Jack: When Rich was talking about football stickers he said, ‘I still have quite a few of the albums’ and ‘there was always a small number of stickers missing’.
Rich: All of these phrases; a few, a couple, a couple of, several quite a few and a small number of are quantifiers we use to talk about small amounts of countable nouns.
Jack: Quite a few is an interesting phrase. We use this to talk about small amounts but we use it to tell people that we have more than they thought. It often surprises the speaker.
Rich: Hey Jack have you ever met anyone famous?
Jack: I’ve actually met quite a few famous people.
Rich: In this sentence, Jack might only have met three or four people but I thought he would have met no famous people so I am surprised. Who have you met then?
Jack: No one. It was just an example!
Rich: How disappointing! Right, now let’s talk about quantifiers with uncountable nouns to describe small amounts.
Jack: In the previous section, I spoke about music and Rich spoke about collecting sand. Both of these are uncountable nouns. We also used quantifiers with some other uncountable nouns.
Rich: In the previous section, Jack said, ‘I don’t think I listened to that much music’ and ‘the collection might be worth a bit of money’.
Jack: And Rich said, ‘I had a small amount of grey sand’ and ‘a bit of black sand’.
Rich: There are some quantifiers about small amounts that we only use with uncountable nouns. Some examples are: ‘a bit of’, ‘a bit’, ‘not much’, ‘a little’ and ‘a small amount of’.
Jack: Let’s now look at quantifiers we use to talk about large numbers or amounts.
Rich: One key difference are the words ‘amount’ and ‘number’. When we describe countable nouns we say ‘a large number of’ but when we describe uncountable nouns we say ‘a small amount of’.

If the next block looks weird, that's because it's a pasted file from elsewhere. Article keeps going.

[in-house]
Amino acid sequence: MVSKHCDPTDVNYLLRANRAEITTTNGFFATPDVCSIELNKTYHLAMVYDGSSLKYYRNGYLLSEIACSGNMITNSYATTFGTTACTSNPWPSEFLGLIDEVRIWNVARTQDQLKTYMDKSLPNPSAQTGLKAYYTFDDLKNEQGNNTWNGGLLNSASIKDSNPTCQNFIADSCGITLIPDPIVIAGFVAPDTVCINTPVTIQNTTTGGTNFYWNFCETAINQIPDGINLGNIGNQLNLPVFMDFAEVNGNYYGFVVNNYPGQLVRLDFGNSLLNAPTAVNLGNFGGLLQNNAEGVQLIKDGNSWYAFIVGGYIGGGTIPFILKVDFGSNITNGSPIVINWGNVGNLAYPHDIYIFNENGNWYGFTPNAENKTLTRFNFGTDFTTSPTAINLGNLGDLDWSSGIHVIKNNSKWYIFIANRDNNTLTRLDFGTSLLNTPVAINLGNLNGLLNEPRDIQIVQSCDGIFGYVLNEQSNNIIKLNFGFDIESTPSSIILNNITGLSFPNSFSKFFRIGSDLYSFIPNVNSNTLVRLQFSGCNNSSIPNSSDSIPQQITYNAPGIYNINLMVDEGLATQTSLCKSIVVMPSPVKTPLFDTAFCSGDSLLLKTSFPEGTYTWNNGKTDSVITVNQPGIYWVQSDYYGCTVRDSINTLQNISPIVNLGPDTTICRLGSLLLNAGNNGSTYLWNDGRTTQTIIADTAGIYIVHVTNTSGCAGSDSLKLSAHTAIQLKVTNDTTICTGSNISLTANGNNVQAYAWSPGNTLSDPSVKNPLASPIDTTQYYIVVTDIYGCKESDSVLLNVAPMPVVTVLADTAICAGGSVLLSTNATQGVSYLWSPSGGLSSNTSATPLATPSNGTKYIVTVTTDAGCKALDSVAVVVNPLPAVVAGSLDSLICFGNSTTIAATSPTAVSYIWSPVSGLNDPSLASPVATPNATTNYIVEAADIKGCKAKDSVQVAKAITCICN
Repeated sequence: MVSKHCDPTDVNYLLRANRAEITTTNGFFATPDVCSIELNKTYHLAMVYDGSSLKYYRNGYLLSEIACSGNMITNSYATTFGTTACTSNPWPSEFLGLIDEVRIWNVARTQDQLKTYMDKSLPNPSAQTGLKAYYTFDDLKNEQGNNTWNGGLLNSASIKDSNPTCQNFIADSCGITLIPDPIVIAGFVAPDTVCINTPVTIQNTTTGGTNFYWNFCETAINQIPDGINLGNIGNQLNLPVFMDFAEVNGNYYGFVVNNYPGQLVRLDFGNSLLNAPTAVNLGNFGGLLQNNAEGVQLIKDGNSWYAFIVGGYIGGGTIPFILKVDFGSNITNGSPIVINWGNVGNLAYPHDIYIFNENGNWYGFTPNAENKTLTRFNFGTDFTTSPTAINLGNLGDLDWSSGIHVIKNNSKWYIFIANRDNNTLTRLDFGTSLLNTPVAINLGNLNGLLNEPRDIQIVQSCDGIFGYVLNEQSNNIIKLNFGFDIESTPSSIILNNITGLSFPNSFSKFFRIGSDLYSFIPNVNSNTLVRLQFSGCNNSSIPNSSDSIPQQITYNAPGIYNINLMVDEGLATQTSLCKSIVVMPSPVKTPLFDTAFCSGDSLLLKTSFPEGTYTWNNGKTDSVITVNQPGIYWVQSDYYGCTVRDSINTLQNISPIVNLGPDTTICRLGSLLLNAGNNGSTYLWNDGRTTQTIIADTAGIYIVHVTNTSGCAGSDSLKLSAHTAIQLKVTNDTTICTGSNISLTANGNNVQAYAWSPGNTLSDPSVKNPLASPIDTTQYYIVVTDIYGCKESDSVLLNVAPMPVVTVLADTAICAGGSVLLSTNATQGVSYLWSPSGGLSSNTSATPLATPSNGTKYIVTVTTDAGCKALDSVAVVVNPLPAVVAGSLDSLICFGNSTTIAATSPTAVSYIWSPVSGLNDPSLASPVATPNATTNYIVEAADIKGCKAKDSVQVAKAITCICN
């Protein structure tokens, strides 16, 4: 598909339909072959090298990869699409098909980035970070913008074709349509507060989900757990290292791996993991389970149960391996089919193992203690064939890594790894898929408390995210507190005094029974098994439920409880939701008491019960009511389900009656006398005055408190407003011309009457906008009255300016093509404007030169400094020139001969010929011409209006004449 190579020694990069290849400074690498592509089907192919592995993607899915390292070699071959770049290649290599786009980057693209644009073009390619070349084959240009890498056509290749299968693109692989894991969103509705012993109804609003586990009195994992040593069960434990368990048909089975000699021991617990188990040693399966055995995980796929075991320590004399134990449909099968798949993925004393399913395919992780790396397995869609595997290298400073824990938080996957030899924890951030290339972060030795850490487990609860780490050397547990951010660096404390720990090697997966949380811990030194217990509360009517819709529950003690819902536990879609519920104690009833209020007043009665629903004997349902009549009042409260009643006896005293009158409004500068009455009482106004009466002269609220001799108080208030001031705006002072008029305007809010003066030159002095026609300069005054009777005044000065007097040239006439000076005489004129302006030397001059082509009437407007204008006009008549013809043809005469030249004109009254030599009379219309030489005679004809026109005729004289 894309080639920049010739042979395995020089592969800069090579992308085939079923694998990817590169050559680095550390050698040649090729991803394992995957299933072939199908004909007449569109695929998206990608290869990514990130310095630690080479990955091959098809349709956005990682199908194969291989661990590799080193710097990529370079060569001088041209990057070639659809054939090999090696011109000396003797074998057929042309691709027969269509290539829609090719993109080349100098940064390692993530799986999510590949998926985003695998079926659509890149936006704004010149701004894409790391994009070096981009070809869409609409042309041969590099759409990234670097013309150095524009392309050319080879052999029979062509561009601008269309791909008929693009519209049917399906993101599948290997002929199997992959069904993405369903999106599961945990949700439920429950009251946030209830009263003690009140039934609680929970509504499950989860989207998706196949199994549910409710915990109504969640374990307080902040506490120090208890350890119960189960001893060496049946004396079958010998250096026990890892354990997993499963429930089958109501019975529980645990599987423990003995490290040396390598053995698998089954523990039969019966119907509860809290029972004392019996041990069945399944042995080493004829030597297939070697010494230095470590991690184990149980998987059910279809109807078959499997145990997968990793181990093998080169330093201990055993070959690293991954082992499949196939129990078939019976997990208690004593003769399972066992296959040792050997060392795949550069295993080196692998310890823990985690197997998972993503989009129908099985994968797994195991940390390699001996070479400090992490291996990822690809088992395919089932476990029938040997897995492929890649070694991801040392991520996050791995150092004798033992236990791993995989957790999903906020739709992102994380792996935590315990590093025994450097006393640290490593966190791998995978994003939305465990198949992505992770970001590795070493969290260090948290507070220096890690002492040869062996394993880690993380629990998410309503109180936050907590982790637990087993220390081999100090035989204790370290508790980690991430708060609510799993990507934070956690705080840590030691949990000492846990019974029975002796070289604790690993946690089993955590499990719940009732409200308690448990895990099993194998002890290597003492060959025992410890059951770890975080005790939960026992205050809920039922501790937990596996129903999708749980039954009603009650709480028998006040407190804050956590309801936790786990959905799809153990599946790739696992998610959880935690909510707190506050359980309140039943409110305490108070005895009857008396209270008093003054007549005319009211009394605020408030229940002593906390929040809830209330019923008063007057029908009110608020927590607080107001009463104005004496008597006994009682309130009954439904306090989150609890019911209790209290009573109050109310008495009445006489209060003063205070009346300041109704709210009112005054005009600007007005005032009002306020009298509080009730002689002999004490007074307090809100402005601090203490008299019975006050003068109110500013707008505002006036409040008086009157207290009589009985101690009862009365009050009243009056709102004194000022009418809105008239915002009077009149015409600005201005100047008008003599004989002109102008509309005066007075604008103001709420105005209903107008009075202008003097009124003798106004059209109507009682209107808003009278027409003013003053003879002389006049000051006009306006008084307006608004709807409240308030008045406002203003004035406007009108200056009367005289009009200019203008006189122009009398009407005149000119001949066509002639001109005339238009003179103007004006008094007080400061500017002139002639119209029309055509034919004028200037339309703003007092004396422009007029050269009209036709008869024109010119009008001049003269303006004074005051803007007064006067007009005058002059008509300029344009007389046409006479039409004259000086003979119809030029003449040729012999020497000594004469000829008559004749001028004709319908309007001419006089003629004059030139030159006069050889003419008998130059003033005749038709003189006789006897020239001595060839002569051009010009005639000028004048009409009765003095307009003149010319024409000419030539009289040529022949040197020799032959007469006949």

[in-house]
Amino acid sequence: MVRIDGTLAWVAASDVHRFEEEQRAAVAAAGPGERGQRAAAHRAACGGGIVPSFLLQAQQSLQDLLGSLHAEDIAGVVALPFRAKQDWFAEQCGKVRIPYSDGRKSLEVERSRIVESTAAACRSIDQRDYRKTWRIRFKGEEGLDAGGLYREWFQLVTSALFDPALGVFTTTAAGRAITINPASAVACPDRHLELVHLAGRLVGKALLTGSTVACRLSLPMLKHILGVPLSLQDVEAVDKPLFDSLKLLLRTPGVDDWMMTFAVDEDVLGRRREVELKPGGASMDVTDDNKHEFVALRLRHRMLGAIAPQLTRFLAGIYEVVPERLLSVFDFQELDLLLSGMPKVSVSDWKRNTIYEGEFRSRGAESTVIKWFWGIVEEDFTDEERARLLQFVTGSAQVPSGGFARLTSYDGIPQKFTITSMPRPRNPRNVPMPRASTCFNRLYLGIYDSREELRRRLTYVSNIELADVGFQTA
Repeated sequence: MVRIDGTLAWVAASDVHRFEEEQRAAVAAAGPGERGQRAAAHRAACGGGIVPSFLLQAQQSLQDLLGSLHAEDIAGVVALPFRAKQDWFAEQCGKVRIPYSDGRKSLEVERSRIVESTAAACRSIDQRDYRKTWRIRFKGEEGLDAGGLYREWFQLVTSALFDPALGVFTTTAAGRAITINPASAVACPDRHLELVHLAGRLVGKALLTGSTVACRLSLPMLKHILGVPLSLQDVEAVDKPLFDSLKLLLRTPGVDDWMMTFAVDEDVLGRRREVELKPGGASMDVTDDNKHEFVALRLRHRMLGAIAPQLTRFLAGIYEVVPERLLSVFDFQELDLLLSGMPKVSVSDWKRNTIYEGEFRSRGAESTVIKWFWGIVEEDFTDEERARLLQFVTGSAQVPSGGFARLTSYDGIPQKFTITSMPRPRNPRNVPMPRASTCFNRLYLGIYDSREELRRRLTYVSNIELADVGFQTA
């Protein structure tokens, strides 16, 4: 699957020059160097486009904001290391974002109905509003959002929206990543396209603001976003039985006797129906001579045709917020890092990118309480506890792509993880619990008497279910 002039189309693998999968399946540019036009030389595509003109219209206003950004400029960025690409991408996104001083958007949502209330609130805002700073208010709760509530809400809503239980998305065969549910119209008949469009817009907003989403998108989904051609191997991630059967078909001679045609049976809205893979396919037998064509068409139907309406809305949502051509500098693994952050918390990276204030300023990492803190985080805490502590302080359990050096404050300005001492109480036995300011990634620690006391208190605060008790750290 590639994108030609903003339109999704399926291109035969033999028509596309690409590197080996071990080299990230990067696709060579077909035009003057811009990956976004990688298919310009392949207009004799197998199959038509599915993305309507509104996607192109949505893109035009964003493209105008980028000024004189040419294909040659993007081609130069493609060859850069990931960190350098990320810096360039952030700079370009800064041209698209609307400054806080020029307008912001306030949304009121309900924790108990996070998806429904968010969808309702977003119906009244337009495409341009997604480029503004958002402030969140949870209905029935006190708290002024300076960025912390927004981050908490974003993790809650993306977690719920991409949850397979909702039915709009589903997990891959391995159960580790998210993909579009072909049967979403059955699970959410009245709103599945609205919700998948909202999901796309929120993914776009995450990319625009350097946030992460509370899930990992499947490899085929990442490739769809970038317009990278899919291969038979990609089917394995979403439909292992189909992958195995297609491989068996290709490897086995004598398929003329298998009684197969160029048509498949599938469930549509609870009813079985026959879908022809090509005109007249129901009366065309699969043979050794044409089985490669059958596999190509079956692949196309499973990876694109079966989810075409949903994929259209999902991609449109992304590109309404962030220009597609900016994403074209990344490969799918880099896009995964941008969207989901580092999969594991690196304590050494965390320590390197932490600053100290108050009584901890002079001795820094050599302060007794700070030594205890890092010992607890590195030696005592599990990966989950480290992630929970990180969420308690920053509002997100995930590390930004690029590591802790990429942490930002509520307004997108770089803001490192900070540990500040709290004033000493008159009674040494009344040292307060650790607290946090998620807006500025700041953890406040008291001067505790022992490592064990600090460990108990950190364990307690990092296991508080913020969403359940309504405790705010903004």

Jack: I have a large amount of music and Rich has a large number of sticker albums.
Rich: Another useful phrase to use with uncountable nouns and especially abstract nouns is ‘a great deal of’. I didn’t spend ‘a great deal of time at the beach when I was young’.
Jack: It is often used in quite formal contexts.
Rich: You might read or write things such as, ‘A great deal of research has been done …’ or ‘She has a great deal of knowledge in the field of …’
Jack: When we use numbers to quantify nouns we can only describe countable nouns, for example when we say ‘hundreds of’, ‘thousands of’ or millions of’.
Rich: Lots of these phrases we are using use ‘of’. The word of is always weak; we don’t pronounce it fully. Listen to those last phrases again. Millions of, thousands of, hundreds of.
Jack: Can I have a bit of milk in my tea, please?
Rich: I’ve got loads of money.
Jack: Have you really got a lot of money?
Rich: Lots of people love watching football.
Jack: If you are not saying a number, you can use the same quantifier with countable and uncountable nouns for large amounts.
Rich: I had lots of yellow sand and plenty of pebbly sand.
Jack: I had loads of coins and plenty from Europe.
Rich: Quantifiers such as, ‘lots’, ‘a lot of’, ‘lots of’, ‘loads’, and ‘plenty of’ can be used with both countable and uncountable nouns.
Jack: One thing to remember is that ‘loads’ or ‘loads of’ is very informal with ‘a lot of’ being a more neutral term to use in more formal situations.
Rich: We have loads of, lots of, plenty more activities on the website for you to practise and understand quantifiers.
Jack: This week’s task is to tell us about two things you collected when you were younger.
Rich: If possible we’d like you to choose one thing that is countable and another thing that is uncountable.
Jack: This will allow you to use the quantifiers that we have been talking about in this lesson.
Rich: Write your comments at the bottom of the page on www.britishcouncil.org/premierskillsenglish
Rich: Have you got a football phrase for us this week?
Jack: Yes, I have, but first, last week’s football phrase. The phrase was 'set-piece'. Set-pieces are things like corners and free-kicks. It was an easy one and loads of you got it right.